Dog Training Hand Signals

The best signals to train your dog right

When you are training your dog, it is important to send clear, consistent messages. These messages are often called dog training hand commands, cues, or signals.

One of the most effective ways of training your dog is using voice commands, along with visual cues or hand signals.

Introducing hand signals works best at the beginning of your dog training process. However, these hand signals can become a vital part of communicating with your pet as they age.

In most cases, dogs lose some of their hearing in their later years. Deaf dogs benefit from hand signals by ensuring clear communication.

Dog Training Hand Signals

How to Use Dog Hand Signals

The use of hand signals is one of the effective methods of teaching your dog desirable behaviors. Training your dog with hand signals allows you another medium of communication with your pup, strengthening the bond between you two.

With correct training and consistency in practicing training sessions, dogs can learn several common basic dog commands by a mere hand signal. With just a finger or a move of your hand, dogs would obey and exhibit your desired behavior.

Hand signals should always be used with the same verbal commands. When you first introduce hand signals as part of your training process, you also want to reward your pup’s desired behavior with training treats and praises.

This part of the positive reinforcement process ensures that your pup will want to follow your cue each time. As your dog continues to show consistent positive responses to your verbal command paired with the hand signal, you can begin to use fewer treats as a reward.

Your dog should practice responding to your hand signals daily. Consistent practice will help your pup pick things up quickly.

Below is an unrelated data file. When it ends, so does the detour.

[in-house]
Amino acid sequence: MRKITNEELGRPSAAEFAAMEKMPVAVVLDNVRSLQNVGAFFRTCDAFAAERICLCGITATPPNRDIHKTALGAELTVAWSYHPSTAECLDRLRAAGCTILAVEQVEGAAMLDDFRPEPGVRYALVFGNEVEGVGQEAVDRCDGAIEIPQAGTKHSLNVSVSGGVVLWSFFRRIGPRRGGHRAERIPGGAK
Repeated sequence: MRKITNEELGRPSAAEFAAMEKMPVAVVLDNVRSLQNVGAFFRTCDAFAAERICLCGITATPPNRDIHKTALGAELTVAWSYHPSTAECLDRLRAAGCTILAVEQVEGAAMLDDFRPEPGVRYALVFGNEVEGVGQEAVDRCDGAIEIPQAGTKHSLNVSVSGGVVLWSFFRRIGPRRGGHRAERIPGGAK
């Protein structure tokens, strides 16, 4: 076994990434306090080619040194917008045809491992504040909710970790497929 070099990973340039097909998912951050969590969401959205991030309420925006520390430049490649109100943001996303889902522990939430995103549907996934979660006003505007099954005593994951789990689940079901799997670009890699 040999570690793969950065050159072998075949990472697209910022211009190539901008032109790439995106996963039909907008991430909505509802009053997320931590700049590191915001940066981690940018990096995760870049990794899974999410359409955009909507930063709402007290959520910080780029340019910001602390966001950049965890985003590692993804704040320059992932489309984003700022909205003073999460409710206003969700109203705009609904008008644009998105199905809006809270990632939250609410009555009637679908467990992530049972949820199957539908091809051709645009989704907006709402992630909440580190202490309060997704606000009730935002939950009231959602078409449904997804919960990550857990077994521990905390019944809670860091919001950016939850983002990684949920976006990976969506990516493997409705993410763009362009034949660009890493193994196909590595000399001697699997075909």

There are no right or wrong hand signals for training your pet. However, once you choose the commands you want to be associated with hand signals, be sure to remain consistent.

Seven Basic Dog Commands and Dog Hand Signals

Several common hand signals can help get you started. Below are the seven basic dog commands you can train your dog using hand signals.

As with all early dog training methods, start teaching hand signals in a distraction-free environment, and you have your dog’s attention fully. W

1. Eyes on Me

This command will be very important if you eventually hope to use hand signals without having to say the verbal cue. Use “Eyes on Me” to show your dog you want their total and complete attention. When first using this command, reward your pup with a treat and verbal praise every time they look directly toward you.

How To Do This

Be sure you have your dog’s focus on you before you teach your dog this visual sign. Bring your pointer finger directly toward your eye. At the same time, say “Eyes on Me” or “Watch Me.” When your pup gives you their undivided attention, reward them. This command will help your dog to learn the desired behavior of waiting for the next command. They would look at you on what they should do next.  

Dog Training Hand Signals - Eyes on Me
Bring your pointer finger directly toward your eye while saying “Eyes on Me” or “Watch Me.”

2. Sit

It is one basic command every dog should learn. Getting your dog to sit is more than just a party trick. Sitting can help keep your pup controlled when they are in busy areas. It also helps remind them to focus on you for the next command.

How To Do This

To teach sit, open the palm of your hand and bring it toward your chest. This small upward motion should be done while you give the command to “sit.”

Open the palm of your hand and bring it toward your chest while giving the command “Sit.”

3. Down

Another rather basic command is teaching your dog to lie down. It will help them remain calm or settled when necessary. This will be an essential command to teach your dog, especially if you have young children.

How To Do This